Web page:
Firms say they’ve not received feedback months after seeking request for approval.
The Cabinet is standing in the way of the merger between Airtel and Telkom Kenya, the two firms say.
Telkom Kenya yesterday said it had sought the blessings of the Cabinet to merge with its rival but has received no word months later.
The Government holds a 40 per cent stake in Telkom.
The two companies now say the delay is hurting their businesses, having put their strategic plans on ice on the hopes of rolling out a joint strategy under the combined entity to be branded Airtel-Telkom.
Telkom Kenya Chief Executive Mugo Kibati said the operator had approached the Cabinet for approvals out of courtesy as it had already received clearance from the Attorney General, who had informed the firm that it did not need Cabinet approval.
The deal had also received a nod from Treasury, which co-owns the operator with UK headquartered private equity firm Helios Investment Partners (60 per cent).
“The AG was clear that we did not require Cabinet approval but we went the extra mile to ask the Executive for approval. We have not received feedback,” he told the Senate Committee on ICT yesterday.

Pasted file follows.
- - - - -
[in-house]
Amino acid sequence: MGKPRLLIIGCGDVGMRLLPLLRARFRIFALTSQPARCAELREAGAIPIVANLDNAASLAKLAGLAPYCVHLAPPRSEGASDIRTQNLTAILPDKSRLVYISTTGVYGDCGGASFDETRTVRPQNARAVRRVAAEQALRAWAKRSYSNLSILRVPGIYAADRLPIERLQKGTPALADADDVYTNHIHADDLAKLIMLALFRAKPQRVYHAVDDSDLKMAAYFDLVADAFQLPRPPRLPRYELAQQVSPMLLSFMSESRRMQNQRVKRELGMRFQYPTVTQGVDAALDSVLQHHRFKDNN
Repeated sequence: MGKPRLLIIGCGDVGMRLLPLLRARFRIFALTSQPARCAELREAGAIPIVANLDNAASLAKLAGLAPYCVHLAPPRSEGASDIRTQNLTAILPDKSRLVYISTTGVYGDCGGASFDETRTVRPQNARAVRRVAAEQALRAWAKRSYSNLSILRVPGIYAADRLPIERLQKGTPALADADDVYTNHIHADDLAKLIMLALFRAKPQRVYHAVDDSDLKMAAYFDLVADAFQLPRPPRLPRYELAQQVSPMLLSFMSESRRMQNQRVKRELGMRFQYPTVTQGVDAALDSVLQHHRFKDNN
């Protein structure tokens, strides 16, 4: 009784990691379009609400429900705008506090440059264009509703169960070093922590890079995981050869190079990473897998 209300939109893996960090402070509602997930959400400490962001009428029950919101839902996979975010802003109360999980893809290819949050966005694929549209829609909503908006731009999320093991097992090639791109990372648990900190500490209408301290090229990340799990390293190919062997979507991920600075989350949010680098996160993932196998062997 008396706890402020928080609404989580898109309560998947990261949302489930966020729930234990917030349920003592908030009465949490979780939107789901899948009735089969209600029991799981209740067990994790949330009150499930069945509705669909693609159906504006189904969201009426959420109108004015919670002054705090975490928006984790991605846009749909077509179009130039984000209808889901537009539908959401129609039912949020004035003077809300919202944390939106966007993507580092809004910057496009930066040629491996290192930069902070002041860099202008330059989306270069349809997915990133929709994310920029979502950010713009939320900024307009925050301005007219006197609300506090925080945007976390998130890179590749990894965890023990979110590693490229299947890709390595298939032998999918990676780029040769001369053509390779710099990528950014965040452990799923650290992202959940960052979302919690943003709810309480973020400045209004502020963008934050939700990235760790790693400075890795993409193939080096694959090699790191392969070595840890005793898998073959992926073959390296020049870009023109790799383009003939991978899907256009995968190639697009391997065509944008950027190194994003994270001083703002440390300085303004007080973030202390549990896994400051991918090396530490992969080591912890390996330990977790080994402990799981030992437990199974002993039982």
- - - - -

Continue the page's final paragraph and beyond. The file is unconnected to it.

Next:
He added that the failure by Cabinet to give word on the transaction was also partly the reason that regulatory authorities had been slow to approve the merger.
Mr Kibati, together with his Airtel Kenya counterpart Prasanta Das Sarma appeared before the committee to give an update on the merger. The two companies hope to conclude the deal by the end of this year.
Airtel and Telkom announced the merger plans in February, a survival move for the two operators that have been making losses to form a formidable competitor to market leader Safaricom.
The Senate committee’s Chairman Gideon Moi said the legislature would endeavour to put in place enabling laws and policies to ensure the ICT sector remains competitive and innovative.
“We encourage competition and want to ensure that there is a level playing field… we are also interested in making sure that the consumer is getting a good deal,” said Gideon, who is the Baringo Senator.
“We are interested in Kenyans getting quality coverage as well as that Kenya remains a top ICT hub that encourages innovation.”
The new Airtel-Telkom outfit is meant to bring together certain aspects of each business specifically the mobile, enterprise and carrier services businesses. It will not, however, benefit from some of the assets that its predecessors had including telecommunication masts.
Airtel and Telkom have recently sold off many of their assets, leaving the mobile operators almost bare. Telkom Kenya’s prime real estate portfolio and specific Government services will not form part of the combined entity.